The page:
This Article is From Nov 12, 2014

Supreme Court Hearing on Padmanabhaswamy Temple Turns Into Slanging Match

Supreme Court Hearing on Padmanabhaswamy Temple Turns Into Slanging Match

The Supreme Court has set up committees to take inventory of the Padmanabhaswamy temple treasures.

The Supreme Court hearing on the maintenance and opening of secret vaults of Kerala's Padmanabhaswamy temple witnessed a slanging match today between Amicus Curiae Gopal Subramanium and the erstwhile Travancore royals' lawyer KK Venugopal. The judges had to step in to calm down the two senior lawyers.

Mr Venugopal accused Mr Subramanium of damaging the reputation of the royal family - which maintains the temple -- in his report and alleged that he interfered with the temple rituals.

Mr Subramanium, he said, wanted the royals to cede control of the temple and so he gave interviews to news channels and foreign media, tarnishing the image of the family.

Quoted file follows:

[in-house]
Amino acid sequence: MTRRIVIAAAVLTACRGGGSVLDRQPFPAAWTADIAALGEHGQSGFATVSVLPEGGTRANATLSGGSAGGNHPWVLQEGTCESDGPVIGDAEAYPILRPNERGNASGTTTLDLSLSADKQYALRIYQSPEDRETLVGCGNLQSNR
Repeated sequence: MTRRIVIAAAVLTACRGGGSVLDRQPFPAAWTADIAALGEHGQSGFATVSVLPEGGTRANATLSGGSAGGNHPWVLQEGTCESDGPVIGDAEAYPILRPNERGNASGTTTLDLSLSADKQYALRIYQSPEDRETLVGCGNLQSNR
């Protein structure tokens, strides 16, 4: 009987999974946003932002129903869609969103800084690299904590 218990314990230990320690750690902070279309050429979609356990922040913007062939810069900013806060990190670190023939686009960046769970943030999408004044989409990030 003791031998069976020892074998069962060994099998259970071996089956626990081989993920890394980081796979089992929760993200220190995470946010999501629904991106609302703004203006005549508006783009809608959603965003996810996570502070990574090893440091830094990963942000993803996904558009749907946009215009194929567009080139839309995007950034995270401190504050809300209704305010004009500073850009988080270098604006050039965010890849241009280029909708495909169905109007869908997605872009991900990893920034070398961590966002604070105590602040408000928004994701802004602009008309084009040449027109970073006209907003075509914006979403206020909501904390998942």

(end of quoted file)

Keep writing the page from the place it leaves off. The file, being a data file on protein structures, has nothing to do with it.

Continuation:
He also said Mr Subramanium used to chant Vishnu Sahasranama slokas (verses in praise of Lord Vishnu) on the temple premises in a loud voice. The priests had objected to it because the deity is in a perpetual yogneedra (sleep). He had even forced the temple authorities to recite Suprabhatam (verses to wake up deity) - which is not also not allowed in the temple for the same reason, Mr Venugopal said.

Mr Subramanium objected, saying chanting slokas was not against rituals.

At this point, the judges stepped in, saying, "Now, this is becoming more a religious debate than a legal debate."

Mr Subramanium said he wanted to quit assisting the court in the case because of the accusations. But the court refused to allow him to do so, saying, "You have done so much work. If you leave, it will give an impression that you have been hounded out."

Mr Venugopal interrupted Mr Subramanium and the court then had to ask him to calm down.

Later, Mr Venugopal told the court that in his long career, he had never lost temper but he did so on this occasion because of the accusations of theft against the royal family.

The court has set up committees to take inventory of the temple treasures stored in six secret vaults. But the vault B hadn't been opened yet. The priests and the erstwhile royals have opposed it, citing the common belief that it would bring destruction.